Ethnology of Backpacking

I haven’t done much backpacking in my life, or international travel for that matter.  My backpacking has been of the studious girl-with-too-much-to-carry variety.  But having visited India and now Costa Rica, I have begun to familiarize myself with the other side of backpacking–that of the budget travel explorer.  Although budget traveling can be exhilarating at times, I must also acknowledge certain issues one faces backpacking while black. 

It has been an established Western privilege, even expectation among some, that students, especially college students and graduates should take a “grand tour”, a long journey to the far-flung parts of the world.  While I was a student at an elite college, I witnessed this tradition in action, as my friends took their junior year abroad trips to Scotland or South Africa.  After graduation, a friends spent over a year in India traveling by herself, despite the challenges women sometimes face as “unescorted” travelers there.

As a student, my family and I didn’t have the money to send me around the world, by any means.  I found a scholarship for domestic study in Washington DC during my junior year.  I even felt that that opportunity was an extravagance, to some degree.

Now, I’ve learned how to dream a little bigger.  Albeit late blooming, I’m finally adopting the travel log of a true global citizen.

However, many insecurities still arise in me as a woman, an African American, a low-budget traveler.  For one, The affordability question always looms large.  How will I pay for a ticket half way across the globe?  Where will I stay within my budget that won’t be over-run with pests?  What supplies will I have to buy?  In addition to the logistics, will I be safe walking the streets (or just leaving the airport)?  How will I communicate?  And then there’s the ever present, ego-bursting, how will they perceive this Black body, this American accent?

The Black-thing is an issue that’s not easy to talk about with other backpacking travelers, because chances are (Warning:  Gross generalizations about which I could be entirely WRONG):

A.) They’re not Black and therefore are not aware of the consequences of traveling while Black (similar to “driving while black”), such as police or military profiling

B.) They don’t have many Black friends who have done the backpacking, globe traveling thing, or

C.) Black folks are unlikely to be backpackers, because if they have the money to travel, the ideal is to luxuriate, not struggle against our environment.

I don’t like coming back from my travels with stories of how, yet again, I was marginalized, belittled, or disrespected because of racial profiling or pure ignorance.  But it happens.  And that is one big ego-buster.  I think, here I am, with the privilege of American money in my pocket, a classical education that puts me in an echelon with the world’s intellectual class, and a sense of inherited prestige (whether real or imagined) that comes from growing up with middle-class values in a Catholic Creole family.  I’ve come all this way to be the next international BAP–Black American Princess.  And here I am in a country town in Costa Rica being asked for my ID by police who must assume I’m either a Colombiana or Jamaican drug runner.  Not the Beyonce-in-paradise moment I was hoping for…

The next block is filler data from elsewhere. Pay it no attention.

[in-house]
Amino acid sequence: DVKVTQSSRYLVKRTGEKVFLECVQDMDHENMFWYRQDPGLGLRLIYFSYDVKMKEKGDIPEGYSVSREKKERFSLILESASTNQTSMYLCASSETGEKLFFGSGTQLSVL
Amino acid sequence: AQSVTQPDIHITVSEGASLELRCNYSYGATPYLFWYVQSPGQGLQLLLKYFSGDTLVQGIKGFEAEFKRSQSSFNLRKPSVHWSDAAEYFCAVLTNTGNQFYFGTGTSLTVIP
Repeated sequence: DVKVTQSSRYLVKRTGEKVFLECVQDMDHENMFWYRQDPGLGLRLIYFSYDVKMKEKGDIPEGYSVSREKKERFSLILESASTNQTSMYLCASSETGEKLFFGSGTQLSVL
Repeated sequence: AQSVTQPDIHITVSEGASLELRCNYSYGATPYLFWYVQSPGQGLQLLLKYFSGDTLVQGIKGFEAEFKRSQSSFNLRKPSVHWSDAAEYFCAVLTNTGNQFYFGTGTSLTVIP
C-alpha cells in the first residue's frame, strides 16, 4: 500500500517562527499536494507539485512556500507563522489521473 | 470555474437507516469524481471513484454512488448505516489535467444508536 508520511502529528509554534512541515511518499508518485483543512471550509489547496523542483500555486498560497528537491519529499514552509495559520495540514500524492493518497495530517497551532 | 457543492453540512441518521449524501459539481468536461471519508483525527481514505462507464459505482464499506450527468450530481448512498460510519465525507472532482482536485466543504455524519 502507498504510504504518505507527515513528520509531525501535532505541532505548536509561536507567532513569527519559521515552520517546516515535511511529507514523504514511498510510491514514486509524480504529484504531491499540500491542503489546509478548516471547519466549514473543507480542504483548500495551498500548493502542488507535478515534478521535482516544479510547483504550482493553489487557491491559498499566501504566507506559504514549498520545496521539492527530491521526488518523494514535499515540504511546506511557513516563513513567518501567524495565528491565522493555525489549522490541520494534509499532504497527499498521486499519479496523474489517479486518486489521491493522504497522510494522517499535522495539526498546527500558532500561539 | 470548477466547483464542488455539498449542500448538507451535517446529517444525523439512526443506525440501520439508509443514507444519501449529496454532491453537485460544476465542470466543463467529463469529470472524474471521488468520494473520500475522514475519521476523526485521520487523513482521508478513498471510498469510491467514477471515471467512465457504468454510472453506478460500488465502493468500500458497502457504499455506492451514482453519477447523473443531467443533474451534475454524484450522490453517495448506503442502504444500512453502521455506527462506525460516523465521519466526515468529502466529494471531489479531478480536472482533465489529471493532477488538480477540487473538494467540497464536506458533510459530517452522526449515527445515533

Traveling is certainly a privilege, that Black Americans and anyone from poor family can achieve.  Traveling provides one with the opportunity to make connections not otherwise possible, to learn things about other cultures that cannot be absorbed from books, to gather tales and lessons to share for posterity.  But it requires dissociating traveling from luxury.

Traveling is an expense, yes.  But it is an expense that can be planned for and controlled.  The backpacking travel technique–taking only what you can carry and nothing of value, sharing rooms in hostels, volunteering for your accommodations, cooking your own food when possible, bringing along natural remedies, and being open to a change of plans–allows one to save money and extend the trip.  Assuming you are not traveling with small children, it’s truly a winning situation.

However, it is not always a pretty picture.  These treks are not about the level of luxury and isolation you can achieve.  Although I’m a proponent for tasting a little luxury on any trip if possible, backpacking is about diving headlong into the experience of learning life anew–learning to do things according to your host culture, getting (and sometimes staying) dirty, knowing what it’s like to live without the sure sense of safety we are so accustomed to in the US.   And ladies, perfect hair and nail care may be hard to maintain, so one must set expectations low, and learn to love the head-wrap, if necessary (and for hygiene purposes, in rural or hostel beds, I recommend it.)

Ironically, in this way, backpacking can actually be an ego-booster.   Along the way, you realize you’re capable of living, surviving, enjoying, even falling in love in environments and cultures that challenge you.  Backpacking has helped me realize I’m quite a resilient, resourceful person, open to more adventure than I would have allowed myself during my college years.

And that’s an invaluable lesson to learn at any age.  Want to post a travel story with me?  Send me a line!

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About C. Sala Hewitt

C. Sala Hewitt
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